What is a chatbot and what is live chat? Learn the differences between the two, and how each has its own effectiveness for your organization.
Today's young consumers probably find it perplexing how information is not always readily available within a moment's notice. Think about how many times you had to wait until a business was open to call and ask about their closing time. Or how about driving to the closest home improvement store to learn about a new appliance you saw on TV? Also, off-topic, does anyone still watch TV? People seek self-service more often and, in many cases, prefer it. These trends and behaviors indicate that it would be easier, faster and less of a hassle to get it ourselves.
Businesses have recognized this behavior and include solutions in their DXP portfolio of business tools and are implementing customer self-service practices by exposing more ways to collect and provide data online. Since the Internet provides businesses access to a much bigger pool of consumers, there is an enormous number of repetitive tasks being done in support of those customers.
Many self-service tools involve the use of chat, a form of back-and-forth online conversation. The two main forms of chats used with digital channels today are: live or bots. The main difference, as I'm sure you already figured out, is that a live type of chat involves interacting with a live person in real-time. A bot, or more commonly referred to as a chatbot, type involves interaction with a robot. A "robot" you say? Yes, but probably not the cool-walking-upright kind—more in the self-aware, AI-based, science fiction kind. Now to make it confusing, there are different types of chatbots with many aliases such as chatterbots, auto chat, interactive agent or even live chatbot. But do not confuse “live chatbot” with “live chat”! The keyword here is bot.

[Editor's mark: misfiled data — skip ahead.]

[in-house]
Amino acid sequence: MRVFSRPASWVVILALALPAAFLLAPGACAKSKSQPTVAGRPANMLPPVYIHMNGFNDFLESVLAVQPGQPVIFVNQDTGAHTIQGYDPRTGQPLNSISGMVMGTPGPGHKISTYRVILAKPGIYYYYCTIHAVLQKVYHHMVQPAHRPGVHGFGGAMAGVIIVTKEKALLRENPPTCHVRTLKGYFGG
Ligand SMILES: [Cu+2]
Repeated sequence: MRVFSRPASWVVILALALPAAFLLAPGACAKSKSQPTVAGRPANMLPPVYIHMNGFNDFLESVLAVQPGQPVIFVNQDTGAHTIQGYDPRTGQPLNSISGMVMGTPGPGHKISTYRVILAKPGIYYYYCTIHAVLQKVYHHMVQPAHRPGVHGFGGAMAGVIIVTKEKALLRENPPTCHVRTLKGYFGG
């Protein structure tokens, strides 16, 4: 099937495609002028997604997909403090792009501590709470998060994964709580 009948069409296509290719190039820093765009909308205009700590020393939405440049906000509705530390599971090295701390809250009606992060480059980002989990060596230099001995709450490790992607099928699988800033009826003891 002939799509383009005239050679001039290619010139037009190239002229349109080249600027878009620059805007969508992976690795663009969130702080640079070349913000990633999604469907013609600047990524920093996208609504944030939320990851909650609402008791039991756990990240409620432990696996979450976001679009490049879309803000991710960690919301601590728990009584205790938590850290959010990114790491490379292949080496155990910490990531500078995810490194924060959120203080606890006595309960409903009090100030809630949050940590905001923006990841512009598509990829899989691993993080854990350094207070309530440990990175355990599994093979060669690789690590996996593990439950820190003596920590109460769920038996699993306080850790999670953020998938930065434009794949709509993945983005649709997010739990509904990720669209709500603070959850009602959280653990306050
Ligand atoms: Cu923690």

So, what are the other differences, and which is more appropriate for my site? Let's dive in a bit more.
According to Oxford Language (ahem, Google’s dictionary) the definition for a chatbot is “a computer program designed to simulate conversation with human users, especially over the internet" (see reference).
A chatbot simulates responses in a conversation as if it were a live person. The computer program (robot) participates by using data obtained from user input, auto-detection, artificial intelligence, machine learning or a knowledgebase and calculates a response using predefined or cognitive algorithms. Chatbot programs with access to both customer and business data can provide personalized responses to the user. Thus, selecting a chatbot solution that integrates with your business and marketing tools is very important.
Progress’ NativeChat supports integrations with external systems and provides clear configuration instructions in the online documentation.
Ease-of-use is also a crucial factor when choosing the right chatbot solution for your organization. Going beyond the back-and-forth conversation, having access to a deeper level of business data and customer data makes for a great opportunity to cross-sell or upsell to your audience. Being able to personalize chatbot responses becomes a valuable marketing tool. Not only can you remove any frustration by getting the customer to the right content in that moment of time, but you can also better influence the customer journey, help customers complete tasks and therefore meet more conversions during the conversation. By the way, have you seen what Sitefinity Insight can do for your DXP needs?
(NativeChat's simple to use backend interface)
Chatbots usually require some level of data input by the customer. It can be extremely useful, but not always 100% accurate. Its success is determined by multiple factors such as data accuracy provided by the customer, access to the right information and alternative options, should the response not be sufficient. Chatbots work best for short, simple and repetitive tasks for locating and collecting data.